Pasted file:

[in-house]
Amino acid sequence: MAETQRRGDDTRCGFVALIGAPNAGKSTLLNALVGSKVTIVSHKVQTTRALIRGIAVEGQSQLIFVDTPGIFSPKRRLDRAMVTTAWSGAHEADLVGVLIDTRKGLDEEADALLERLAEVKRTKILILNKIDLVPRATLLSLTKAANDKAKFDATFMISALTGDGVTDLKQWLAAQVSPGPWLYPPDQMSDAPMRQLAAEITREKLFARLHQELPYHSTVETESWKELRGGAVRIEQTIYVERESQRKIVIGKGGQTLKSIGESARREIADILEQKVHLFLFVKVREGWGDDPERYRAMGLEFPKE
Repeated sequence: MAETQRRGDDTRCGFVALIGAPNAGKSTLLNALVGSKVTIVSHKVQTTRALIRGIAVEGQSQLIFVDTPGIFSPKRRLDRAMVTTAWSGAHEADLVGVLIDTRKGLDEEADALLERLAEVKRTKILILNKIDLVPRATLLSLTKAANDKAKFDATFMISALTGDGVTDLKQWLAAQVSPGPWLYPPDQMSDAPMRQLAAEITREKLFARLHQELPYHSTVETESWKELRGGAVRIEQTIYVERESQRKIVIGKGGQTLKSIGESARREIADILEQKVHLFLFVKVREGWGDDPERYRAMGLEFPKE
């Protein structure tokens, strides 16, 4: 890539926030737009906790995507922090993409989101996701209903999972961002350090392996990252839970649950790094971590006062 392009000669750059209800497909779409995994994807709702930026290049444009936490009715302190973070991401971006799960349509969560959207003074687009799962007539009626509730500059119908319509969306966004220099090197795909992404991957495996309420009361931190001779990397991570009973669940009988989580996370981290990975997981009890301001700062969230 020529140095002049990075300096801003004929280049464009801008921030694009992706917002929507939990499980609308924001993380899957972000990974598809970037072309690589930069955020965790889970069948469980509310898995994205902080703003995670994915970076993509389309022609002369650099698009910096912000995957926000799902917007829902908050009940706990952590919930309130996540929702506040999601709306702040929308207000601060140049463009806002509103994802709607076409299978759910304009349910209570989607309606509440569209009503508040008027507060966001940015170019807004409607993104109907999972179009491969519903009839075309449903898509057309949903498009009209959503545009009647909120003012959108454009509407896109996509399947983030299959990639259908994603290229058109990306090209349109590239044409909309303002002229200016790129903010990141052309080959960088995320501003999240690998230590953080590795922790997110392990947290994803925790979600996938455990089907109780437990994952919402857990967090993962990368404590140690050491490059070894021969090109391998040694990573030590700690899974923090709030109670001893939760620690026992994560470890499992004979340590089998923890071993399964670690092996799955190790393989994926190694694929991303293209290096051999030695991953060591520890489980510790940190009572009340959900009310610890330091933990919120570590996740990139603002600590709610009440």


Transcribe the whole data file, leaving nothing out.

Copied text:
[in-house]
Amino acid sequence: MAETQRRGDDTRCGFVALIGAPNAGKSTLLNALVGSKVTIVSHKVQTTRALIRGIAVEGQSQLIFVDTPGIFSPKRRLDRAMVTTAWSGAHEADLVGVLIDTRKGLDEEADALLERLAEVKRTKILILNKIDLVPRATLLSLTKAANDKAKFDATFMISALTGDGVTDLKQWLAAQVSPGPWLYPPDQMSDAPMRQLAAEITREKLFARLHQELPYHSTVETESWKELRGGAVRIEQTIYVERESQRKIVIGKGGQTLKSIGESARREIADILEQKVHLFLFVKVREGWGDDPERYRAMGLEFPKE
Repeated sequence: MAETQRRGDDTRCGFVALIGAPNAGKSTLLNALVGSKVTIVSHKVQTTRALIRGIAVEGQSQLIFVDTPGIFSPKRRLDRAMVTTAWSGAHEADLVGVLIDTRKGLDEEADALLERLAEVKRTKILILNKIDLVPRATLLSLTKAANDKAKFDATFMISALTGDGVTDLKQWLAAQVSPGPWLYPPDQMSDAPMRQLAAEITREKLFARLHQELPYHSTVETESWKELRGGAVRIEQTIYVERESQRKIVIGKGGQTLKSIGESARREIADILEQKVHLFLFVKVREGWGDDPERYRAMGLEFPKE
């Protein structure tokens, strides 16, 4: 890539926030737009906790995507922090993409989101996701209903999972961002350090392996990252839970649950790094971590006062 392009000669750059209800497909779409995994994807709702930026290049444009936490009715302190973070991401971006799960349509969560959207003074687009799962007539009626509730500059119908319509969306966004220099090197795909992404991957495996309420009361931190001779990397991570009973669940009988989580996370981290990975997981009890301001700062969230 020529140095002049990075300096801003004929280049464009801008921030694009992706917002929507939990499980609308924001993380899957972000990974598809970037072309690589930069955020965790889970069948469980509310898995994205902080703003995670994915970076993509389309022609002369650099698009910096912000995957926000799902917007829902908050009940706990952590919930309130996540929702506040999601709306702040929308207000601060140049463009806002509103994802709607076409299978759910304009349910209570989607309606509440569209009503508040008027507060966001940015170019807004409607993104109907999972179009491969519903009839075309449903898509057309949903498009009209959503545009009647909120003012959108454009509407896109996509399947983030299959990639259908994603290229058109990306090209349109590239044409909309303002002229200016790129903010990141052309080959960088995320501003999240690998230590953080590795922790997110392990947290994803925790979600996938455990089907109780437990994952919402857990967090993962990368404590140690050491490059070894021969090109391998040694990573030590700690899974923090709030109670001893939760620690026992994560470890499992004979340590089998923890071993399964670690092996799955190790393989994926190694694929991303293209290096051999030695991953060591520890489980510790940190009572009340959900009310610890330091933990919120570590996740990139603002600590709610009440």